Hope where Christ is found
David Primrose, Director of Transforming Communities in the Diocese of Lichfield and a trustee of Church Action on Poverty, reviews the first two volumes of an exciting new series edited by Paul Cloke and Mike Pears: Mission in Marginal Places.
If you are excited by the title, then you won’t be disappointed by the content. Ann Morisy observed that it was to the discipline of geography that we must look for fresh missiological insights. Paul Cloke is Professor of Human Geography at Exeter, and Mike Pears’ doctorate is in theological and ethnographic studies of place. In this six-volume series, they explore mission in marginal places with books on the theory, the praxis, the stories, exploring spiritual landscapes, the peaceful way, and placing the powers.
These books develop the theme that effective mission requires attention to the local, particularly in the context of globalisation. Indeed it is in places of marginalisation that the gospel is most life-giving. This series locates hope where Christ is and was to be found.
“It is in places of marginalisation that the gospel is most life-giving.”
Cloke and Pears have gathered material from a range of contemporary practitioners. Contributions for volume one are from Stuart Christine, Stephen Finamore, Juliet Kilpin, Sian Murray Williams, David Purves, Cathy Ross, and Andrew Williams. The second volume includes Adam Bonner, Naomi Clifton, Gordon Cotterill, Sam Ewell, Martin Gainsborough, John Hayes, Chris Sunderland, Samuel Thomas, and Andrew Williams.
It’s reassuring to recognise authenticity in the narratives of those whom I know personally, with little exaggeration of the challenges encountered or of the impact achieved. There is a global dimension, with accounts from Brazil, Cambodia, Ethiopia, Italy, New Zealand, Vietnam, and material from the UK around London, Bristol, Birmingham, Exeter, Glasgow, Manchester and Wolverhampton.
“It is on the margins that hope can be discerned and good news discovered”
There is an explicit political perspective, with the rejection of neoliberalism’s promise that globalisation brings prosperity to all. Hence it is on the margins, with those who are excluded, at the boundaries of conflicting social values, that hope can be discerned and good news discovered.
The first volume has three sections, each with individual contributions leading to an editorial conversation. First it explores the incarnation through communities of place, seeing how institutional models of church have to be discarded in the context of complex vulnerability. Then, Christ-like love is exposed in a section challenging divisions predicated on difference. Finally, theological reflections on the cross, peace, and hope, draw together contemporary and scriptural material to argue for socially active mission in marginal places for the transformation of all.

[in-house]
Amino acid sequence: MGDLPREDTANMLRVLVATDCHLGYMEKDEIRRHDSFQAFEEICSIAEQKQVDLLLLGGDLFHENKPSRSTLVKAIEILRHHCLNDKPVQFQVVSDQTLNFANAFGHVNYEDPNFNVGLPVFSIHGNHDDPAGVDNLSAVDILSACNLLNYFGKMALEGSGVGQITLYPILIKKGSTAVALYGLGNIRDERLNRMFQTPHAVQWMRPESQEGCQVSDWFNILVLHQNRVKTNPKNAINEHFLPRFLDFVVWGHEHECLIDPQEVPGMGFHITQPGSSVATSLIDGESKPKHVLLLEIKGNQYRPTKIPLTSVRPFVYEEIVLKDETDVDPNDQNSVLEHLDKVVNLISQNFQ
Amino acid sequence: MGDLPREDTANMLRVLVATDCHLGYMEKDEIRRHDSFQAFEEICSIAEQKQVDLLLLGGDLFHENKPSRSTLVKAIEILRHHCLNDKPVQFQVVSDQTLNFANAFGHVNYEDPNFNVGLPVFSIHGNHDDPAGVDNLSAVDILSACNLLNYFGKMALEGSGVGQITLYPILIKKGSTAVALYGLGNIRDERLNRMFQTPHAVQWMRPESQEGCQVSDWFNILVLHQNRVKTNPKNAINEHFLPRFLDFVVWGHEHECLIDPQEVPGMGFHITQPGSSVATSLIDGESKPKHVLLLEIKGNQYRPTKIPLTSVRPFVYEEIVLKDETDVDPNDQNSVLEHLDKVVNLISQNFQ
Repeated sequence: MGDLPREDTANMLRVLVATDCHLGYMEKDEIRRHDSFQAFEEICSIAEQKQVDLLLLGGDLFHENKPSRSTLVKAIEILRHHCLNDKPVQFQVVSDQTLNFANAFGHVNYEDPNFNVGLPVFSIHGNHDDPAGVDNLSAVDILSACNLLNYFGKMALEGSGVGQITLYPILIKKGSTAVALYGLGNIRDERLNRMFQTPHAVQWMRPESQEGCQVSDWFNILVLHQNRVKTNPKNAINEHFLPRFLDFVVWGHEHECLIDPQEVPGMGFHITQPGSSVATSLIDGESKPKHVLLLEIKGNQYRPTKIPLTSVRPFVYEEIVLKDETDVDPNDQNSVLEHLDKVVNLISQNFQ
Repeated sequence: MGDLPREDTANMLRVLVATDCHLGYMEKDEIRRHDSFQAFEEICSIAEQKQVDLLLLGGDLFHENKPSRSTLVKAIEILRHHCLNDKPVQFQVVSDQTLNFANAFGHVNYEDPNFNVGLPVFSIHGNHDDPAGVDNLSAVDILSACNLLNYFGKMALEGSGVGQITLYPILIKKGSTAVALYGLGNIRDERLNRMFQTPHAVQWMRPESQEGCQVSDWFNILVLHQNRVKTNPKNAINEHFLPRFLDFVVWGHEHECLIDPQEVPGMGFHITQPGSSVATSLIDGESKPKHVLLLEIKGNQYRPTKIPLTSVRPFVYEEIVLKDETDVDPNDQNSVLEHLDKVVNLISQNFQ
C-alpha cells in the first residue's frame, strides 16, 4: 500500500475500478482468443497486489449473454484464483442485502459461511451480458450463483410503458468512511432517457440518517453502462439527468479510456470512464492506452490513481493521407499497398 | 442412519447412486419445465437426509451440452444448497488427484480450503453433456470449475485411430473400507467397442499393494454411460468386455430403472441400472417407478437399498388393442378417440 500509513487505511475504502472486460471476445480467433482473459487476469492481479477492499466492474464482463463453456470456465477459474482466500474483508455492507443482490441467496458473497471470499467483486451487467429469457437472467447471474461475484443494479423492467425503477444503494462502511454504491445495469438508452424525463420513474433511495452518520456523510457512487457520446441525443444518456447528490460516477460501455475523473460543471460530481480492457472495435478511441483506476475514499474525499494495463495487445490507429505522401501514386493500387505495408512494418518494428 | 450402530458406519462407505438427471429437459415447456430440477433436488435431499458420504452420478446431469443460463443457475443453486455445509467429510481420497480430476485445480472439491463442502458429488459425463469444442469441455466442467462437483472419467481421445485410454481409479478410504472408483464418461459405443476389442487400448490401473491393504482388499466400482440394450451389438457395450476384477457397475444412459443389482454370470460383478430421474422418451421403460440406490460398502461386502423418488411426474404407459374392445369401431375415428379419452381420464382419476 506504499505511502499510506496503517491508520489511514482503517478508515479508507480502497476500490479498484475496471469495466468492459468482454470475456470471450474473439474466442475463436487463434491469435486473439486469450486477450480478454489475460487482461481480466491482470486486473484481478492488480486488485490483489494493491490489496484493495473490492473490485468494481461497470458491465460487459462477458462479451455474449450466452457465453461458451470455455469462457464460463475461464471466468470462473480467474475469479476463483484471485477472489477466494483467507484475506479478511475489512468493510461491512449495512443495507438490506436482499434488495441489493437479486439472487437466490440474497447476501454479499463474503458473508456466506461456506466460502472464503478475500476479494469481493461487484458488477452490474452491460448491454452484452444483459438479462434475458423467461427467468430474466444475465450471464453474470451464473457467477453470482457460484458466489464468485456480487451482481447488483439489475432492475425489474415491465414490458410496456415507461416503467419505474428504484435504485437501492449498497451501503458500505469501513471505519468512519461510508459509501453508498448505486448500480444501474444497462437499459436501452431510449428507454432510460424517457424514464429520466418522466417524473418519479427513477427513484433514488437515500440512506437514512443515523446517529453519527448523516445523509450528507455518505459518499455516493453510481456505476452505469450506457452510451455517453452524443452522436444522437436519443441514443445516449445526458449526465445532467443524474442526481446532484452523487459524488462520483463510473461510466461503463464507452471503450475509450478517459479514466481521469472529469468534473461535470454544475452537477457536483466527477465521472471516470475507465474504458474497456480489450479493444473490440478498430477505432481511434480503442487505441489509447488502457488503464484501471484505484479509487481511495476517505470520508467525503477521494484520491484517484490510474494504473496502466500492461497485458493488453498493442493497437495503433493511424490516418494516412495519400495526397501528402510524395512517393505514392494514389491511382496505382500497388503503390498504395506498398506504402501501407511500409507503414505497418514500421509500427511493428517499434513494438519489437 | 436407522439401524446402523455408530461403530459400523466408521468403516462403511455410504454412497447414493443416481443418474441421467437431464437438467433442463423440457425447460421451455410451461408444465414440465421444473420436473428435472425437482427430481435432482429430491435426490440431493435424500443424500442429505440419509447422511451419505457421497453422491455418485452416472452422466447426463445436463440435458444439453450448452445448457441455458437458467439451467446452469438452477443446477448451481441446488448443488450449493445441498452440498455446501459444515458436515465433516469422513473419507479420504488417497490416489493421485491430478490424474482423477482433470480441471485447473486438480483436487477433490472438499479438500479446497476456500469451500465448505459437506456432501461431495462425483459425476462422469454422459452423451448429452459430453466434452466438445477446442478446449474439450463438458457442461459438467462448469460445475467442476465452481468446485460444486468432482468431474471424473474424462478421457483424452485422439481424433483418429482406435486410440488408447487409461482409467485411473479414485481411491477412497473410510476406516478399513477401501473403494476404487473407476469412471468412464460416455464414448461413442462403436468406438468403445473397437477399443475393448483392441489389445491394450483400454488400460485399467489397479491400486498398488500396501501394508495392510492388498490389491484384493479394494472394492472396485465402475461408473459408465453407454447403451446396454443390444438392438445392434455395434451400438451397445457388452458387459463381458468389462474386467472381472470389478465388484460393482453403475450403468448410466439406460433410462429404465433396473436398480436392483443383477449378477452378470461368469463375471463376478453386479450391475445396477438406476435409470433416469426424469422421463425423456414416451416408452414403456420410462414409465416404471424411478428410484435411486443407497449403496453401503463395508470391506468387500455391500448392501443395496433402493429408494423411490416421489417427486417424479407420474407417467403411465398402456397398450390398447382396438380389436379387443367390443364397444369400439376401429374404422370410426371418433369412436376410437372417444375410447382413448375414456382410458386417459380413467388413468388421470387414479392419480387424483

“Institutional models of church have to be discarded in the context of complex vulnerability”
The second volume has five sections, seeking understanding in the political, economic, social, environmental, and creative realms. The critique of contemporary society is persistent, with personal stories of fragile hope offered with humility. Sensitivity to context excludes any suggestion that an example of good practice is to be replicated in another location, yet all provide, to varying degrees, opportunity to the reader for personal reflection and inspiration.
The volumes reference numerous contemporary theologians and others such as Luke Bretherton, Walter Brueggermann, David Bosch, Kathy Galloway, René Girard, Jurgen Habermas, John Milbank, Ann Morisy, Henri Nouwen, Robert Putnam, Jean Vanier, Mirosalv Volf, Jim Wallis, Rowan Williams, and Tom Wright. There is a wealth of imagery, and a plethora of concepts several of which were new to me. I look forward to the publication of the next four volumes in 2017 and 2018.